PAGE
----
Categories: ChinaSpace Station

China’s Tiangong 2 was Destroyed Last Week, Burning up in the Atmosphere Over the South Pacific Ocean

On Friday, July 19th, China’s Tiangong-2 (“Heavenly Palace”) space laboratory successfully entered Earth’s atmosphere under controlled conditions and burned up above the South Pacific Ocean. This marked the successful completion of all of Tiangong-2’s tasks, which constituted China’s second attempt at testing their capability to conduct research and human operations in Low Earth Orbit (LEO).

According to the China Manned Space Agency, Tiangong-2 entered the atmosphere at 21:06 pm Beijing time (06:06 am PDT; 09:06 am EDT). While some debris fell into a “predetermined safe sea area in the South Pacific”, most of the space lab burned up during the descent. In total, the station spent over 1,000 days in orbit, exceeding its proposed 2-year lifespan considerably, and orbited Earth 16,209 times.

Tiangong-2 was launched into orbit on Sept 15th, 2016, and has achieved some impressive feats ever since. These included completing four successive dockings with the Shenzhou-11 crewed spaceship and the Tianzhou-1 cargo spaceship. During its many orbits of Earth, Tiangong-2 supported astronauts teams of two, who would live and work in the station for a period of 30 days.

The station also allowed a number of key technological breakthroughs to be realized and completed a number of extended tests during its service. These accomplishments and those of its predecessor – Tiangong-1 – will lay the groundwork for the development, constructions, deployment, and operations aboard China’s third and final orbital laboratory, the Large Modular Space Station (LMSS).

Said astronaut Jing Haipeng, who spent his 50th birthday on Tiangong-2 on Oct. 24, 2016:

“As the first to enter Tiangong-2, I’m happy that the space lab has successfully completed its tasks, though I’m also missing it since it was our home in space. My memory of the 30 days on Tiangong-2 with Chen Dong is still fresh. We conducted many scientific experiments such as raising silkworms and growing plants in space. China is stepping up efforts to prepare for the construction of the space station. We are confident that a space station belonging to the Chinese people is coming soon.”

Artist’s illustration of China’s 8-ton Tiangong-1 space station, which is expected to fall to Earth in late 2017. Credit: CMSE

“The 30 days on Tiangong-2 were the happiest and most unforgettable experience in my life, and the most precious and valuable time to cherish,” added astronaut Chen Dong. “Tiangong-2 was the place to realize my space dream. China’s space station, a more powerful, advanced and comfortable home for astronauts, is awaiting us.”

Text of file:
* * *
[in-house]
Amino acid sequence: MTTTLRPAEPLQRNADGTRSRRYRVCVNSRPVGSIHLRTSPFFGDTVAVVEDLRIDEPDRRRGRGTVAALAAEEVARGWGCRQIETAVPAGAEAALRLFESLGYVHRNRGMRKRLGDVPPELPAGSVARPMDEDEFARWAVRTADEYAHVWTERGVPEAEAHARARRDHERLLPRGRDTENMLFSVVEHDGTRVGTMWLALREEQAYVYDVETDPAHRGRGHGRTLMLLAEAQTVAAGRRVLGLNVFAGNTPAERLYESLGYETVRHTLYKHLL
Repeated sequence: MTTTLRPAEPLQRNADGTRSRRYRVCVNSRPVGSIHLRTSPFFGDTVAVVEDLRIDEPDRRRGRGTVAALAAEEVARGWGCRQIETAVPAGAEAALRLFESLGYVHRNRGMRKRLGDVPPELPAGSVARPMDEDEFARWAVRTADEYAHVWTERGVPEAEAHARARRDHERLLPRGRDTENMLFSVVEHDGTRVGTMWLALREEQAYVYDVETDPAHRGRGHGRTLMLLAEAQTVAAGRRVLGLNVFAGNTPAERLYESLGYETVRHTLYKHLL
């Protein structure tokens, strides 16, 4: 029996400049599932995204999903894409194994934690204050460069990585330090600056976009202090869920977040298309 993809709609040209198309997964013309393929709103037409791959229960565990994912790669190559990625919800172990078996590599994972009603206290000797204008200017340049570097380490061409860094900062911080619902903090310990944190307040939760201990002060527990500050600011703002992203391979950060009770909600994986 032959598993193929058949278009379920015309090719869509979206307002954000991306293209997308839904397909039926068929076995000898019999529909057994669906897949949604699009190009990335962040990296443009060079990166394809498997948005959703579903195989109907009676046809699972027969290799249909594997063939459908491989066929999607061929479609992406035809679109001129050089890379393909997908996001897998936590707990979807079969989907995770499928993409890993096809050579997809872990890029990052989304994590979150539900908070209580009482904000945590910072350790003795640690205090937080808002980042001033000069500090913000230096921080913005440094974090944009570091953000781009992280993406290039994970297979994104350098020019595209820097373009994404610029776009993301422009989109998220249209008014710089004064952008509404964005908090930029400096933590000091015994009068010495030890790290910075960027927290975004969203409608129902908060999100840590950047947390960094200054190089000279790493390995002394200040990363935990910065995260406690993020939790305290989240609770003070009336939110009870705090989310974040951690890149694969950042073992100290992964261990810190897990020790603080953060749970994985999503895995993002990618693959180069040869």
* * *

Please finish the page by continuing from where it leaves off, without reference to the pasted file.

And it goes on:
Unfortunately, it was time for the second “Heavenly Palace” to be brought back to Earth before it ceased operations and became a derelict space station. Zhu Zongpeng of the China Academy of Space Technology was the chief designer of Tiangong-2. As he explained in a recent interview with Xinhua:

“It’s hard to say goodbye to Tiangong-2, but considering reliability- and safety-related factors, we have to drive it out of orbit. To let Tiangong-2 ‘retire’ by choice is to ensure the absolute safety of its departure,

This decision was likely informed by the re-entry of China’s Tiangong-1 space station back in April of 2018, which took place two years after it had ceased operations. By comparison, this event had been somewhat of an uncontrolled affair. Initially, authorities were concerned because it wasn’t entirely clear if the Chinese were still in control of the station.

The screen at the Beijing Aerospace Control Center on Oct. 19th, 2016, showing the two Chinese astronauts Jing Haipeng and Chen Dong entering the space lab Tiangong-2. Credit: Xinhua/Ju Zhenhua

As the descent drew nearer, there were additional concerns about the date of the station’s re-entry, where it would fall, and how much debris would survive, which were all subject to a little guesswork. Nevertheless, both Tiangong-1 and its successor have now been brought back to Earth safely and the lessons learned from them will come in handy when the LMSS is operational.

The first module (the Core Cabin) is scheduled to be launched into orbit next year while the other two (the Wentian and Mengtian Laboratory) are slated to be launched in 2021 and 2022, respectively. Along with three docking ports, an EVA hatch, and multiple solar arrays, China hopes to have the entire space station assembled by 2022.

Since the International Space Station (ISS) is due to be retired in 2024, this means that China will be the only nation with an orbiting space station by that time. However, the LMSS will be much smaller, measuring about the same size as Russia’s now-retired Mir space station. It will also be about one-fifth the mass of the ISS, which weighs a good 400 metric tons (441 US tons).

All of this serves to highlight the accomplishments of the Chinese space program, which has been following a “Three-step Strategy” of development for the past 20 years. In that time, China has sent 11 crewed spacecraft, 2 space laboratories, and sent 14 astronauts into space and brought them home safely.

In the coming years and decades, China will send many more robotic missions to space and even hopes to conduct crewed missions to the Moon. It is also hoped that China will join space agencies like NASA, Roscosmos, the ESA the ISRO to such projects as the International Moon Village and other major space ventures.

Further Reading: phys.org, Xinhua, CMSA

Matt Williams

Matt Williams is the Curator of Universe Today's Guide to Space. He is also a freelance writer, a science fiction author and a Taekwon-Do instructor. He lives with his family on Vancouver Island in beautiful British Columbia.

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